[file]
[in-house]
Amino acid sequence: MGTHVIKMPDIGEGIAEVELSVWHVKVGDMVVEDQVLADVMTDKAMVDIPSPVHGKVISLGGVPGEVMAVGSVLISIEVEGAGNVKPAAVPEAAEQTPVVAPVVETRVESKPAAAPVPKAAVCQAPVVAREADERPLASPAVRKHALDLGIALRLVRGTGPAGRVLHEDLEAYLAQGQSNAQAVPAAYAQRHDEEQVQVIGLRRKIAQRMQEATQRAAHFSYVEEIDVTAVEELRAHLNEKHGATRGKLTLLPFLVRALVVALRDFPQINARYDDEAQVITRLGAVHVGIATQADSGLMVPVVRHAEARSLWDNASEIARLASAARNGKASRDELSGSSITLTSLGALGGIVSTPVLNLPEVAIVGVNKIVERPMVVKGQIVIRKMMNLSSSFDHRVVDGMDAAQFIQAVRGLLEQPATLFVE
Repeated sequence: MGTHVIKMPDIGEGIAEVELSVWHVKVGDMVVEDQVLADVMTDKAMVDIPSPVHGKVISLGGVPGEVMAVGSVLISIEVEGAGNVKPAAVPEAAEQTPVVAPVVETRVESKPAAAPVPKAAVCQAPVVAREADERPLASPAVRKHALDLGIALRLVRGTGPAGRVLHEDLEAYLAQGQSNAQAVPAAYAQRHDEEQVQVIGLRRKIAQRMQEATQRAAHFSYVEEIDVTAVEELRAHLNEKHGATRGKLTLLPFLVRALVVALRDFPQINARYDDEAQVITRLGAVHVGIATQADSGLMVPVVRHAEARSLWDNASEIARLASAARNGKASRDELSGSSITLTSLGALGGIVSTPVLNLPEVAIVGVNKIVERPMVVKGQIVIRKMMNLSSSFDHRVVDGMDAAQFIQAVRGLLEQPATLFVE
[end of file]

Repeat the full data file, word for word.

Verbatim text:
[in-house]
Amino acid sequence: MGTHVIKMPDIGEGIAEVELSVWHVKVGDMVVEDQVLADVMTDKAMVDIPSPVHGKVISLGGVPGEVMAVGSVLISIEVEGAGNVKPAAVPEAAEQTPVVAPVVETRVESKPAAAPVPKAAVCQAPVVAREADERPLASPAVRKHALDLGIALRLVRGTGPAGRVLHEDLEAYLAQGQSNAQAVPAAYAQRHDEEQVQVIGLRRKIAQRMQEATQRAAHFSYVEEIDVTAVEELRAHLNEKHGATRGKLTLLPFLVRALVVALRDFPQINARYDDEAQVITRLGAVHVGIATQADSGLMVPVVRHAEARSLWDNASEIARLASAARNGKASRDELSGSSITLTSLGALGGIVSTPVLNLPEVAIVGVNKIVERPMVVKGQIVIRKMMNLSSSFDHRVVDGMDAAQFIQAVRGLLEQPATLFVE
Repeated sequence: MGTHVIKMPDIGEGIAEVELSVWHVKVGDMVVEDQVLADVMTDKAMVDIPSPVHGKVISLGGVPGEVMAVGSVLISIEVEGAGNVKPAAVPEAAEQTPVVAPVVETRVESKPAAAPVPKAAVCQAPVVAREADERPLASPAVRKHALDLGIALRLVRGTGPAGRVLHEDLEAYLAQGQSNAQAVPAAYAQRHDEEQVQVIGLRRKIAQRMQEATQRAAHFSYVEEIDVTAVEELRAHLNEKHGATRGKLTLLPFLVRALVVALRDFPQINARYDDEAQVITRLGAVHVGIATQADSGLMVPVVRHAEARSLWDNASEIARLASAARNGKASRDELSGSSITLTSLGALGGIVSTPVLNLPEVAIVGVNKIVERPMVVKGQIVIRKMMNLSSSFDHRVVDGMDAAQFIQAVRGLLEQPATLFVE